- The header image of the B3 Magazine cover has a gray/white marbled background. The date & edition number are in the upper right corner in black ink. The TouchPad Pro photo is aligned on the right margin with the background appearing on the top, bottom and left margin. “B3” is in large teal text and a teal-colored circle on the lower left corner of the photo has yellow text that says “TouchPad Pro.” There is 3-lines of teal text on the photo that reads “Assistive Technology Reimagined.” The tablet resembles a large iPad turned on its side horizontally. The majority of the surface is made up of over 2000 pins that raise and lower to different heights to form tactile images, multiple lines of braille, or a touch-sensitive Braille keyboard. It is called a tactile and visual display because the pins contain characteristics that make them light up in various colors. Pictured drawing a bright blue line on the display is an electronically connected stylus, resembling a fat pen. Buttons on the stylus allow it to change instantly from drawing to erasing and may have other functions like shape-making. Above the display is a full line of refreshable braille cells like that of a BrailleNote. To either side of the line of braille cells are stereo speakers. Above the tactile display and line of braille, at 12 o’clock, is a front-facing multi-Lens 3D camera and microphone. At 6 o’clock, below the display is a home button and power button. In the left-hand corner is a scrolling and selecting device. To the left side of the display are nine buttons with refreshable Braille indicators that can serve different functions.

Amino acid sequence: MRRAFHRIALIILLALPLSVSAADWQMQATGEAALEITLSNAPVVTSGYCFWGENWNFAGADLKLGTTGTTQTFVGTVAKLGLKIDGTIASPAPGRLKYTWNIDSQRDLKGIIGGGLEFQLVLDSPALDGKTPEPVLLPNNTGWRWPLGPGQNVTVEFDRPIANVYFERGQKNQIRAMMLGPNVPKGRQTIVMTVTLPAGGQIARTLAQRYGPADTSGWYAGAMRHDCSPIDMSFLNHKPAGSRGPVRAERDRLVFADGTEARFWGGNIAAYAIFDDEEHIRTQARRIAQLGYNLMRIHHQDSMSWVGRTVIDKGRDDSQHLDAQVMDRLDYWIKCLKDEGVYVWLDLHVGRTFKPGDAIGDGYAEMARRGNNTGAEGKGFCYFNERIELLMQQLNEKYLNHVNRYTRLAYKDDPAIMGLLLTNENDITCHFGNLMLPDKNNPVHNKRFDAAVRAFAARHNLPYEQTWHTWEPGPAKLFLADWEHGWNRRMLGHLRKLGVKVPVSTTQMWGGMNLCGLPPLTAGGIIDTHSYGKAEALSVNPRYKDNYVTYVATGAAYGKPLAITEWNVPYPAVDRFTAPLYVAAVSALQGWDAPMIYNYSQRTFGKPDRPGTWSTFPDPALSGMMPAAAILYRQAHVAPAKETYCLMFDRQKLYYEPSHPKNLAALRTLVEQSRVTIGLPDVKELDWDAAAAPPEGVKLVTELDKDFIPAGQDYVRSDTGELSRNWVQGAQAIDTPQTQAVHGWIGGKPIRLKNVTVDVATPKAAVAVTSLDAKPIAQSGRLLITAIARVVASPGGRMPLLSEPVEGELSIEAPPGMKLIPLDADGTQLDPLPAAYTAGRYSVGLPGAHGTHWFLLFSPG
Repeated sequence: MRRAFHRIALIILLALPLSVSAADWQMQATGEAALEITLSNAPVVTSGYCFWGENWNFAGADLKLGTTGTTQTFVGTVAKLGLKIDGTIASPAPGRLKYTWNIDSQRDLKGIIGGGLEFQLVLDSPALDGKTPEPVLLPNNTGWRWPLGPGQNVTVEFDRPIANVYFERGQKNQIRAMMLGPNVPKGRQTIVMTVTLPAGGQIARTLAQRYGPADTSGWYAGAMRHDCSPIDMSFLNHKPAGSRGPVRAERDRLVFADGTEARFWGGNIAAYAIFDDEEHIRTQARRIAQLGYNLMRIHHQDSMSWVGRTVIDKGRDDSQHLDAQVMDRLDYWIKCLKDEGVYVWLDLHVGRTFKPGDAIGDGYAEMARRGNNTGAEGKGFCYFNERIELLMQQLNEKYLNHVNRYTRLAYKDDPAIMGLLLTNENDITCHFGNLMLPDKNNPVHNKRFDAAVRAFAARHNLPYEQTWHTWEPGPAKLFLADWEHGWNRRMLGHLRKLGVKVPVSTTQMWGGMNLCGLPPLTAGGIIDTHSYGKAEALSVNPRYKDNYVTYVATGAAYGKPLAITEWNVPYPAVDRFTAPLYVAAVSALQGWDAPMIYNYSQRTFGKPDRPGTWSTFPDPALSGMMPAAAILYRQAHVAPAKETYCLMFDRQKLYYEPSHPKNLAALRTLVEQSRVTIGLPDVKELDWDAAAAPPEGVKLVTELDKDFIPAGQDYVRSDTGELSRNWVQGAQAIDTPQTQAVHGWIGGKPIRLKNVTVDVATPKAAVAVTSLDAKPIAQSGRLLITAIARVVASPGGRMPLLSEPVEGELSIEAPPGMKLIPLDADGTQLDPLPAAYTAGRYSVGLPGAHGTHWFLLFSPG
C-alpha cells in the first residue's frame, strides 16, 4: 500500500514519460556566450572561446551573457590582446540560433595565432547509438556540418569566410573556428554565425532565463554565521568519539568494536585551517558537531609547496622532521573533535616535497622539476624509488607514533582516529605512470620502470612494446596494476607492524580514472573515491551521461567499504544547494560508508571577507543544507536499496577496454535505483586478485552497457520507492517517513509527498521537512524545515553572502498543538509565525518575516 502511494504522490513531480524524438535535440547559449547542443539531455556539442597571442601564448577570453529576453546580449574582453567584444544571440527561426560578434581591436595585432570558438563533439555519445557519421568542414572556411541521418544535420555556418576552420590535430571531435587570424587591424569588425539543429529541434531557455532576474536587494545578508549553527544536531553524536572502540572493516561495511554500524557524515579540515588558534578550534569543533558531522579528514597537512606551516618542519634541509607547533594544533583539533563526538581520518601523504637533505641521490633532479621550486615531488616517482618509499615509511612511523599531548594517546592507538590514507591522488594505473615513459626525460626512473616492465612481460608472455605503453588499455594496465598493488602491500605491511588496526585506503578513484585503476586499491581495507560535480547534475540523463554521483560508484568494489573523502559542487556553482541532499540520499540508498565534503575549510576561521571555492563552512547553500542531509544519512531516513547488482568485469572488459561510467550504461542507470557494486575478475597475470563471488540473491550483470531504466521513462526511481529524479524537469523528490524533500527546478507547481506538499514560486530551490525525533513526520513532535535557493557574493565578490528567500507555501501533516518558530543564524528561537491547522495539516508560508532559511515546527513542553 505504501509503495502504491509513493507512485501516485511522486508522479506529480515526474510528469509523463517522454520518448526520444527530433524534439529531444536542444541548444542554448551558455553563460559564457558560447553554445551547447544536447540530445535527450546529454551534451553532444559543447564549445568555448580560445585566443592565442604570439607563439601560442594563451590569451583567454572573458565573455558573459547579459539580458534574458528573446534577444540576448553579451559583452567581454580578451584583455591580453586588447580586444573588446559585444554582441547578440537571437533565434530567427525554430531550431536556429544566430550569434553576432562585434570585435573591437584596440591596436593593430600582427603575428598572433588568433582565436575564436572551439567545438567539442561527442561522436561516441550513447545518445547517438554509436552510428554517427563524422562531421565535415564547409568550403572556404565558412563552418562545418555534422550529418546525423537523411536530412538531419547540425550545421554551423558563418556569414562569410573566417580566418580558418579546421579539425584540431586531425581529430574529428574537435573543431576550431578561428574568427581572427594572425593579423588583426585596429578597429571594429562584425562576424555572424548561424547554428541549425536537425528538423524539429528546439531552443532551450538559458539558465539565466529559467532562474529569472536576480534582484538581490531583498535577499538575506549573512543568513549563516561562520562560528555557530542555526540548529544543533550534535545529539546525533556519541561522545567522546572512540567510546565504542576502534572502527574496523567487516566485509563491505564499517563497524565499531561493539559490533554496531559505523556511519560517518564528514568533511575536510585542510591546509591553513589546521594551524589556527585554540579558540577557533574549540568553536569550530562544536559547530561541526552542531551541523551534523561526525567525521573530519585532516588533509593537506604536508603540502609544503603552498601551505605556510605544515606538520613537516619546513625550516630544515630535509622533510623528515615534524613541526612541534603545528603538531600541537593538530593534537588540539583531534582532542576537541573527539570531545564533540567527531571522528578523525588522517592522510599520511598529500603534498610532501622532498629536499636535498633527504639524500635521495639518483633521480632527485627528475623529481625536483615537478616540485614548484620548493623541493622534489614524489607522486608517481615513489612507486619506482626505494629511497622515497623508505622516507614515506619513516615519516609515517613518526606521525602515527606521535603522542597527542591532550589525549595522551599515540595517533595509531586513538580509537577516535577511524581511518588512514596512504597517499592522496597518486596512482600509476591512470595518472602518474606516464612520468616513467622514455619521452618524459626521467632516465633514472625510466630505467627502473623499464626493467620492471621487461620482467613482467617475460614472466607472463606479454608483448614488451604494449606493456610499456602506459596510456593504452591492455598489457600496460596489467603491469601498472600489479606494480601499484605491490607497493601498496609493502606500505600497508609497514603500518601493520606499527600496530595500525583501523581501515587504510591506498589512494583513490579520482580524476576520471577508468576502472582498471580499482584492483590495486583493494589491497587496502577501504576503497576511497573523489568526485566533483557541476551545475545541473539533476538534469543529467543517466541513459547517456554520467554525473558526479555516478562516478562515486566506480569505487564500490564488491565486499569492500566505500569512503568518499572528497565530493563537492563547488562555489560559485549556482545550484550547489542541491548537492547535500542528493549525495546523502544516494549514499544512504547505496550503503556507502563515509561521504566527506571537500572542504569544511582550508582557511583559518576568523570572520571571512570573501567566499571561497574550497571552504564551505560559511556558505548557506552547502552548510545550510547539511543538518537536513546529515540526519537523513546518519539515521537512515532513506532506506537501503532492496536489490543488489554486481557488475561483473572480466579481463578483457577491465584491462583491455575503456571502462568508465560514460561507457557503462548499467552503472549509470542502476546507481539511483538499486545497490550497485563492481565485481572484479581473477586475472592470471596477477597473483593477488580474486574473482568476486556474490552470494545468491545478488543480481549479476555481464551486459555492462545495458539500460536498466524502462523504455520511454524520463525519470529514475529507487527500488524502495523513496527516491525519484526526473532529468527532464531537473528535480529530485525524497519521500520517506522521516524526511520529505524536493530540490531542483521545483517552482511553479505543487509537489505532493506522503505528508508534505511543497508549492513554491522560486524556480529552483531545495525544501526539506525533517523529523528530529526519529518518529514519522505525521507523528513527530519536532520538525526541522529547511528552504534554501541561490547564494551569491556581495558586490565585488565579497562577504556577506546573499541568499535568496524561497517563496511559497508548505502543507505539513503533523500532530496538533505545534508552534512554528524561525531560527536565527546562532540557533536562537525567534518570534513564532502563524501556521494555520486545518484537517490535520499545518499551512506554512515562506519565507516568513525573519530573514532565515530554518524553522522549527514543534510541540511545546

- Image with specs: Along the left edge of the TouchPad Pro are 2 USB ports, a mini-USB port, and a headphone jack. On the top edge is a stylus storage place, and a power Jack. On the right edge, there are three rocking buttons, including a brightness adjustment, a contrast adjustment, a saturation adjustment so people with visual impairments can adjust the screen to best suit their needs. Centered on the back of the device are an LED Flash, a front-facing multi-lens 3D camera, and a microphone. The TouchPad Pro will be able to take stills or moving images and change them into tactile images on the screen. Please feel free to contact us with questions or suggestions! firstname.lastname@example.org
- Biography Photo: Pictured here is a photograph of Daniel smiling with a small colorful parrot named Trixie on his shoulder. They are a local park with many people around.